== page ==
Google Fiber readies an army of satellite antennae for super-fast web service

google-fiber-antennae

Google is preparing to build a huge antenna farm in Iowa, just a short drive from Kansas City, where the company is rolling out its high-speed Internet project, Google Fiber.

The search company, which lately has been focusing on super-fast Internet as a public utility, is seeking to build an array of antennae with access to satellite transmissions, specifically a C-band, receive-only earth station and a Ku-band, receive-only earth station.

The proposed site for the antenna farm is in Council Bluffs, Iowa, where Google already has a local presence in the form of a data center. A Google rep confirmed to VentureBeat via email, “We are building a very small earth station project that is right next to our data center in Council Bluffs, Iowa.”

The company’s application to build the antenna farm was submitted to the FCC [PDF] last week, and at least three more weeks will pass before the FCC makes any decision on the application.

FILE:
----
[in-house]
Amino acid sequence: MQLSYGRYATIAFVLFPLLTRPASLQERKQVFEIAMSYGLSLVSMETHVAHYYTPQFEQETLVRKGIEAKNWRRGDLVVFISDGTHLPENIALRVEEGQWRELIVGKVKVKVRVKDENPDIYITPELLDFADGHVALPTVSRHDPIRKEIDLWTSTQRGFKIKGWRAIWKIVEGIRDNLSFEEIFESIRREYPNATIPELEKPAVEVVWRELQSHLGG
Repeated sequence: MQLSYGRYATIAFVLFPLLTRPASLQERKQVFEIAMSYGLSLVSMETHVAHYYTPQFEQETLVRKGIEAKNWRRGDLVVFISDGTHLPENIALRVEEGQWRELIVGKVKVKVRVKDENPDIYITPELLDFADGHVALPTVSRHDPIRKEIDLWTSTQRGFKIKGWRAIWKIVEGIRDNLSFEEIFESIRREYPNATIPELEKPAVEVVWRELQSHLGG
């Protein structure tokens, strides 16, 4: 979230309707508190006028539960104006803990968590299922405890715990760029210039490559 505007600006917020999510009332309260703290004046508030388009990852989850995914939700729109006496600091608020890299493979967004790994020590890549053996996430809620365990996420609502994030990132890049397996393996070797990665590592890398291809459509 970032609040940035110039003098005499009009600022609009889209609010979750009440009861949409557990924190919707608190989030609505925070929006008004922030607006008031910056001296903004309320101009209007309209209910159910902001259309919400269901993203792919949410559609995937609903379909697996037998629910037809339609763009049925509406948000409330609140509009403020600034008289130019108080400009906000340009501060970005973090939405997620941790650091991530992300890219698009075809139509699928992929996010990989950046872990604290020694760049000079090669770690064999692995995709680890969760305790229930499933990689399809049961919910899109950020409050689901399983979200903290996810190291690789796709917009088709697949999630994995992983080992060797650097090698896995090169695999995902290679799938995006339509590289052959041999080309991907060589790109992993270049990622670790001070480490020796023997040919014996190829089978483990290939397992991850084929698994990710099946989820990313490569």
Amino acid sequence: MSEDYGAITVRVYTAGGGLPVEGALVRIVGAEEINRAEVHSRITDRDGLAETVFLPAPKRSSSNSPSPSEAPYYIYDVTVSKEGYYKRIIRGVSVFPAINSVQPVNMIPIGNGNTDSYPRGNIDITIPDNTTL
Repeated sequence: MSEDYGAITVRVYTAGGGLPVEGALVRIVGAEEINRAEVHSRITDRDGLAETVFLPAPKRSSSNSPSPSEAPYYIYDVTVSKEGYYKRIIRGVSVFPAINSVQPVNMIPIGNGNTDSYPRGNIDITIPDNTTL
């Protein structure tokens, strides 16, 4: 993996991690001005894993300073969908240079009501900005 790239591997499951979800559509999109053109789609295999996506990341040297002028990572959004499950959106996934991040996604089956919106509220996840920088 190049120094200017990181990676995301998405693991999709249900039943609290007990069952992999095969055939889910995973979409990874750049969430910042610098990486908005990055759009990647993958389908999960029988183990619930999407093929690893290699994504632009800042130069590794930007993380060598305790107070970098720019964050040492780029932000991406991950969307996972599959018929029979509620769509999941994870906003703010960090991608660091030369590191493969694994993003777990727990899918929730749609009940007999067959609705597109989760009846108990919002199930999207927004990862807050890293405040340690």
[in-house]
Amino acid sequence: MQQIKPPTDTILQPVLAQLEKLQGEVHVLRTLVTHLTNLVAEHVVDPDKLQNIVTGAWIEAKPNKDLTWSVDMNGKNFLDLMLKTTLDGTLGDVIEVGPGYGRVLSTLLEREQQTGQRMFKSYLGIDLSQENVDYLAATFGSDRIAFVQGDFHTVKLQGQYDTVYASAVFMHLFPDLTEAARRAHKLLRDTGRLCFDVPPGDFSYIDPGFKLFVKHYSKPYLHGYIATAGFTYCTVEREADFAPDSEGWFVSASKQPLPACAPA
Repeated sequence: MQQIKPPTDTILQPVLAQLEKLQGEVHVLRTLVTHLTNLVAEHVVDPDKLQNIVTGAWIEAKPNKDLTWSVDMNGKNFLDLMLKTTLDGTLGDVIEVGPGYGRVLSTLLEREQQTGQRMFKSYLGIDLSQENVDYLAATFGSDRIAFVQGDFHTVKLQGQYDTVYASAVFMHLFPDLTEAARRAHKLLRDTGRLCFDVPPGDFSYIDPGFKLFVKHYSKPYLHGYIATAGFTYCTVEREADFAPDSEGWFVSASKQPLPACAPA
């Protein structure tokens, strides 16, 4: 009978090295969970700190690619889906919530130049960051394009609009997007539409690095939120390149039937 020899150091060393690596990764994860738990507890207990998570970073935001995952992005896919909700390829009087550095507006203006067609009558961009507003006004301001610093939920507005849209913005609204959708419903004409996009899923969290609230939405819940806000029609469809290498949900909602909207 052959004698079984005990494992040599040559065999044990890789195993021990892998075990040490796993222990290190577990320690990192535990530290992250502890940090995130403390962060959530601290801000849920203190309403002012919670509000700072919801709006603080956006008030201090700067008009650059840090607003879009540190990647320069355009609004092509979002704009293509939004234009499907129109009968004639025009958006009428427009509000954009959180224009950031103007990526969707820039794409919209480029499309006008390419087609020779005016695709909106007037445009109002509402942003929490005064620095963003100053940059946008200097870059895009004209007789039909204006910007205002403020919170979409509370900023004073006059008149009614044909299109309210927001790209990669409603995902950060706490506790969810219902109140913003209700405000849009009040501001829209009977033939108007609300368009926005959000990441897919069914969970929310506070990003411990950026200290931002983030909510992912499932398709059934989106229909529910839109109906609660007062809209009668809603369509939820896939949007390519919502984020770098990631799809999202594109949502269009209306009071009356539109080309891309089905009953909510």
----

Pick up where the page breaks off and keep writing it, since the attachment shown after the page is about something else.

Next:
The Google Fiber project is an ambitious attempt to bring gigabit connectivity to homes, schools, and offices around the world. Many Mountain View residents enjoy the super-fast service.

Kansas City recently won a bid to become the next Google Fiber-enabled community. Google announced the partnership with the city back in May; by the end of July, engineers were surveying the area. Construction on the Google Fiber project in Kansas City began earlier this month after months of preparations.

[hat tip: Data Center Knowledge]

Image courtesy of Christopher Halloran, Shutterstock


Mobile developer or publisher? VentureBeat is studying mobile marketing automation. Fill out our 5-minute survey, and we'll share the data with you.